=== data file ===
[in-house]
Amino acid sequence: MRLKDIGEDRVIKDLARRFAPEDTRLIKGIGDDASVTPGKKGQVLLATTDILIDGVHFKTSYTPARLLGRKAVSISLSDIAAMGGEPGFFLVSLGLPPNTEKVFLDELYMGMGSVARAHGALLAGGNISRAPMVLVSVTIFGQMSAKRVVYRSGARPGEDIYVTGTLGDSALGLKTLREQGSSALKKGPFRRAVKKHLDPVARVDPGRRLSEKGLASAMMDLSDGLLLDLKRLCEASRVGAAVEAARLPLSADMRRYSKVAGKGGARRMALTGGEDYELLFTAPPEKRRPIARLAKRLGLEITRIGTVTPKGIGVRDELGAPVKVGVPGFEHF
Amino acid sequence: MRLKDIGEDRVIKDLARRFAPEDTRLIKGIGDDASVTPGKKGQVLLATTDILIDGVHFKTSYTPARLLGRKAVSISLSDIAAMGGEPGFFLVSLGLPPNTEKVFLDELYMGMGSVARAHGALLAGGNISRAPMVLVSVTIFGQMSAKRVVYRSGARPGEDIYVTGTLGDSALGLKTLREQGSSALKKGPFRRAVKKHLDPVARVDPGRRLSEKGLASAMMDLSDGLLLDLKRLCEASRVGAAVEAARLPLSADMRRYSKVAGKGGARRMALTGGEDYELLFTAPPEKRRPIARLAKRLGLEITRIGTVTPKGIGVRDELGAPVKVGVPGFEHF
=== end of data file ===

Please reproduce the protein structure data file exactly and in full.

[in-house]
Amino acid sequence: MRLKDIGEDRVIKDLARRFAPEDTRLIKGIGDDASVTPGKKGQVLLATTDILIDGVHFKTSYTPARLLGRKAVSISLSDIAAMGGEPGFFLVSLGLPPNTEKVFLDELYMGMGSVARAHGALLAGGNISRAPMVLVSVTIFGQMSAKRVVYRSGARPGEDIYVTGTLGDSALGLKTLREQGSSALKKGPFRRAVKKHLDPVARVDPGRRLSEKGLASAMMDLSDGLLLDLKRLCEASRVGAAVEAARLPLSADMRRYSKVAGKGGARRMALTGGEDYELLFTAPPEKRRPIARLAKRLGLEITRIGTVTPKGIGVRDELGAPVKVGVPGFEHF
Amino acid sequence: MRLKDIGEDRVIKDLARRFAPEDTRLIKGIGDDASVTPGKKGQVLLATTDILIDGVHFKTSYTPARLLGRKAVSISLSDIAAMGGEPGFFLVSLGLPPNTEKVFLDELYMGMGSVARAHGALLAGGNISRAPMVLVSVTIFGQMSAKRVVYRSGARPGEDIYVTGTLGDSALGLKTLREQGSSALKKGPFRRAVKKHLDPVARVDPGRRLSEKGLASAMMDLSDGLLLDLKRLCEASRVGAAVEAARLPLSADMRRYSKVAGKGGARRMALTGGEDYELLFTAPPEKRRPIARLAKRLGLEITRIGTVTPKGIGVRDELGAPVKVGVPGFEHF